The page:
By Huw Jones
LONDON (Reuters) -Britain on Tuesday set out draft legislation to regulate “buy now pay later” (BNPL) credit, saying the sector posed potential harm to consumers without thorough affordability checks.
BNPL companies are largely unregulated and typically offer on-the-spot interest-free short-term loans that spread payments for retail goods like clothing.
The sector nearly quadrupled during the pandemic in 2020 to 2.7 billion pounds ($3.28 billion).
With Britain facing a cost of living crisis, consumer groups worry cash-strapped people are getting into debt by using BNPL to buy food or pay energy bills.
The finance ministry launched a public consultation on Tuesday on legislation to regulate BNPL, giving the Financial Conduct Authority (FCA) powers to authorise operators and their activities.
The move had already been flagged for late 2022.
“People should be able to access affordable credit, but with clear protections in place,” Financial Services Minister Andrew Griffith said in a statement from the finance ministry.
BNPL agreements currently rely on minimal credit checks, with lenders not required to give key information to borrowers, and some people may end up borrowing more than they can afford to repay, the ministry said.
“Buy Now Pay Later borrowing can be like quicksand – easy to slip into and very difficult to get out of,” said Matthew Upton, director of policy at consumer group Citizens Advice.
BNPL works well for millions of people but consumers need protecting from problem debt, said StepChange, a debt advice charity.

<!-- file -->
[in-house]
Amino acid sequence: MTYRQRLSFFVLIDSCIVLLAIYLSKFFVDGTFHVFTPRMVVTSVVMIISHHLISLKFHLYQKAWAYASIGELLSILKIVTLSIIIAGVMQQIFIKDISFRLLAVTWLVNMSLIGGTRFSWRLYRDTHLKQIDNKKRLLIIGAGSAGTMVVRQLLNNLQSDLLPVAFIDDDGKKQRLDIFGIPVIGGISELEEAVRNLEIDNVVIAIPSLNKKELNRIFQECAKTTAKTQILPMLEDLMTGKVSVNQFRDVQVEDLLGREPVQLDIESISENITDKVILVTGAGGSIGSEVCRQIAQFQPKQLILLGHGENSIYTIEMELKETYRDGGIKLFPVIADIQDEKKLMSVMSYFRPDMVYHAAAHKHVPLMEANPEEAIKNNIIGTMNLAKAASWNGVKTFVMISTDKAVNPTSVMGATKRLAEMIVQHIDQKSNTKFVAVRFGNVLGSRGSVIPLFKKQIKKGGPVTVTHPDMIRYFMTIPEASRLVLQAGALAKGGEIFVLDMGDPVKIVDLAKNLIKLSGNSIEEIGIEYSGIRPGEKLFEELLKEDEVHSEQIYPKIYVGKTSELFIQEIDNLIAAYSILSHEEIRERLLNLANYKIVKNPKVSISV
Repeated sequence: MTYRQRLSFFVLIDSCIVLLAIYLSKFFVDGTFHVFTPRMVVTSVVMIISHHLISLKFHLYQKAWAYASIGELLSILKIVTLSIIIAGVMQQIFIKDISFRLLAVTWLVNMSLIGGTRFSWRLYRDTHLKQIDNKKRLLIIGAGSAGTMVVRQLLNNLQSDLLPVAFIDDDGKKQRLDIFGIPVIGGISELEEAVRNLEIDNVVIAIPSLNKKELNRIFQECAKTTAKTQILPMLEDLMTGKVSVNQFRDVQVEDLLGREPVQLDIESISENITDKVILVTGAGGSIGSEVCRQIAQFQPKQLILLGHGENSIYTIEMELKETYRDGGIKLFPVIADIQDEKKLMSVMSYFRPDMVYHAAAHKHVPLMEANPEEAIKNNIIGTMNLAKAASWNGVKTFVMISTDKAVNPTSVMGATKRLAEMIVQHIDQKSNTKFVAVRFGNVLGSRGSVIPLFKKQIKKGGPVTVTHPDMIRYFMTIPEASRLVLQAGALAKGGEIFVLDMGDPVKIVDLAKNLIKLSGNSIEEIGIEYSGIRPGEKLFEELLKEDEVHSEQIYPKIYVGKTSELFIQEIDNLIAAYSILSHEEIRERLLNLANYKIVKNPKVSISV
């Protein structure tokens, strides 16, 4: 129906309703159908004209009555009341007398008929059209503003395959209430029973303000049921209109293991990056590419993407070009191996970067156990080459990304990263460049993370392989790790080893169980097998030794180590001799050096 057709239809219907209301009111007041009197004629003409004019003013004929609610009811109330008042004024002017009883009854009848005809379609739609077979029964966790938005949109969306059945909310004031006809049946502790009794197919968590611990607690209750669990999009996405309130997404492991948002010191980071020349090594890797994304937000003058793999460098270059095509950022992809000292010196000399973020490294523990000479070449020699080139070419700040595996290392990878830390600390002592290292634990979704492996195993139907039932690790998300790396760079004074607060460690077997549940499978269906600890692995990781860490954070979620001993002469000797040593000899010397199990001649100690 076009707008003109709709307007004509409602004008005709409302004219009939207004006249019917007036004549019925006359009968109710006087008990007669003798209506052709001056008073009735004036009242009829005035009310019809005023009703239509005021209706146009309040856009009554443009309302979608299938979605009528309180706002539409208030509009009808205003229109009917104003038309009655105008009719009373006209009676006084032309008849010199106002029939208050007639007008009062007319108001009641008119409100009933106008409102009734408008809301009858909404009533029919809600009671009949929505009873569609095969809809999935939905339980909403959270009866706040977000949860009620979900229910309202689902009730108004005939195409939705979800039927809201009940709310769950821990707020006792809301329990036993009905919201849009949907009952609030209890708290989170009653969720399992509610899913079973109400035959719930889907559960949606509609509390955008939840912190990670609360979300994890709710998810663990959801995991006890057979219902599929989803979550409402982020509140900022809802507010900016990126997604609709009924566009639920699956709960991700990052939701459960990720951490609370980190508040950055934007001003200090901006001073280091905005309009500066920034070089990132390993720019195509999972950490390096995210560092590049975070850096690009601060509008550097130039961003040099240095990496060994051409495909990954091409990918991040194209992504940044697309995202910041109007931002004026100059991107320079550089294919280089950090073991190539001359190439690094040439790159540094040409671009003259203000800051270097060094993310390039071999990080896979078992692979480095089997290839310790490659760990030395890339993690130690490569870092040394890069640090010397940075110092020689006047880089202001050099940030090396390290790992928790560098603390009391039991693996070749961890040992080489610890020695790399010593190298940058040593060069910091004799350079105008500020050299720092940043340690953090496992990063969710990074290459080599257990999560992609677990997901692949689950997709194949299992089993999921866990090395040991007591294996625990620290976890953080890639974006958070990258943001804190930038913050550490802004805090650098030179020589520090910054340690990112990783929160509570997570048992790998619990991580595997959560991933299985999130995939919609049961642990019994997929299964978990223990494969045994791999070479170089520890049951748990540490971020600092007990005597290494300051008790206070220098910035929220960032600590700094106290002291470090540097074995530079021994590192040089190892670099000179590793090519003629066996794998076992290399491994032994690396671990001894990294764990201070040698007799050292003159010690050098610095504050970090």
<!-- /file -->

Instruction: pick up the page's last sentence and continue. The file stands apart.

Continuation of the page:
The ministry said consumers will also be given the new right to take complaints to the Financial Ombudsman Service, part of what Jonathan Herbst, a lawyer at Norton Rose Fulbright, said was a fundamental change in approach for the sector.
Last February, the FCA told BNPL operators Clearpay, Klarna, Laybuy and Openpay to change their contracts after identifying potential harm to customers. It had to use consumer rights law pending the new legislation.
Once the FCA has been given its new powers, it will consult on detailed rules for the sector, such as mandatory affordability checks, licensing of operators, and fair marketing.
Jane Goodland, trustee of the Centre For Financial Capability, a financial education charity, said people of all ages were turning to BNPL as they struggled to meet payments due to rising inflation, showing the need for urgent regulation.
($1 = 0.8243 pounds)
(Reporting by Huw Jones. Editing by Jane Merriman and Sharon Singleton)